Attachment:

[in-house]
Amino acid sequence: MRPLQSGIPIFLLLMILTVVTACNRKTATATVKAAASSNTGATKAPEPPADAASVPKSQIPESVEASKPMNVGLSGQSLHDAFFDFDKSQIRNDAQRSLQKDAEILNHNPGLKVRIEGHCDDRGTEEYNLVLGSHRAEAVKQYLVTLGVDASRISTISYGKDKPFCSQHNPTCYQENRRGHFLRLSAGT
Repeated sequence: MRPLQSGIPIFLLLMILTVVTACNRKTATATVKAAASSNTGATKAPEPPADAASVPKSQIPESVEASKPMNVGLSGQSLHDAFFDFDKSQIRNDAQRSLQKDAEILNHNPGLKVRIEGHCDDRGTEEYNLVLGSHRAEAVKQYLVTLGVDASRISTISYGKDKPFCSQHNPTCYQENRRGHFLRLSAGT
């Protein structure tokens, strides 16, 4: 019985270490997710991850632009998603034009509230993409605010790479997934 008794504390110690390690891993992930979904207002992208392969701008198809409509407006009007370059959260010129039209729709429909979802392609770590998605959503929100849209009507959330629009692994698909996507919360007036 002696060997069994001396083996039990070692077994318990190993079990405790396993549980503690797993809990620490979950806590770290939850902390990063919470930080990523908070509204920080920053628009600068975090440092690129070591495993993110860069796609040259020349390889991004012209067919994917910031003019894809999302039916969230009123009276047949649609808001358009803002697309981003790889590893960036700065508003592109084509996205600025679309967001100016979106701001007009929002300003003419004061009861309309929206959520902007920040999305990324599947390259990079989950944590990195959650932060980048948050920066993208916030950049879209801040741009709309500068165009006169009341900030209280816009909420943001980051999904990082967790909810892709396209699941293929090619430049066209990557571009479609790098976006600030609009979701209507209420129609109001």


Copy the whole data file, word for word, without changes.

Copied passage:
[in-house]
Amino acid sequence: MRPLQSGIPIFLLLMILTVVTACNRKTATATVKAAASSNTGATKAPEPPADAASVPKSQIPESVEASKPMNVGLSGQSLHDAFFDFDKSQIRNDAQRSLQKDAEILNHNPGLKVRIEGHCDDRGTEEYNLVLGSHRAEAVKQYLVTLGVDASRISTISYGKDKPFCSQHNPTCYQENRRGHFLRLSAGT
Repeated sequence: MRPLQSGIPIFLLLMILTVVTACNRKTATATVKAAASSNTGATKAPEPPADAASVPKSQIPESVEASKPMNVGLSGQSLHDAFFDFDKSQIRNDAQRSLQKDAEILNHNPGLKVRIEGHCDDRGTEEYNLVLGSHRAEAVKQYLVTLGVDASRISTISYGKDKPFCSQHNPTCYQENRRGHFLRLSAGT
């Protein structure tokens, strides 16, 4: 019985270490997710991850632009998603034009509230993409605010790479997934 008794504390110690390690891993992930979904207002992208392969701008198809409509407006009007370059959260010129039209729709429909979802392609770590998605959503929100849209009507959330629009692994698909996507919360007036 002696060997069994001396083996039990070692077994318990190993079990405790396993549980503690797993809990620490979950806590770290939850902390990063919470930080990523908070509204920080920053628009600068975090440092690129070591495993993110860069796609040259020349390889991004012209067919994917910031003019894809999302039916969230009123009276047949649609808001358009803002697309981003790889590893960036700065508003592109084509996205600025679309967001100016979106701001007009929002300003003419004061009861309309929206959520902007920040999305990324599947390259990079989950944590990195959650932060980048948050920066993208916030950049879209801040741009709309500068165009006169009341900030209280816009909420943001980051999904990082967790909810892709396209699941293929090619430049066209990557571009479609790098976006600030609009979701209507209420129609109001």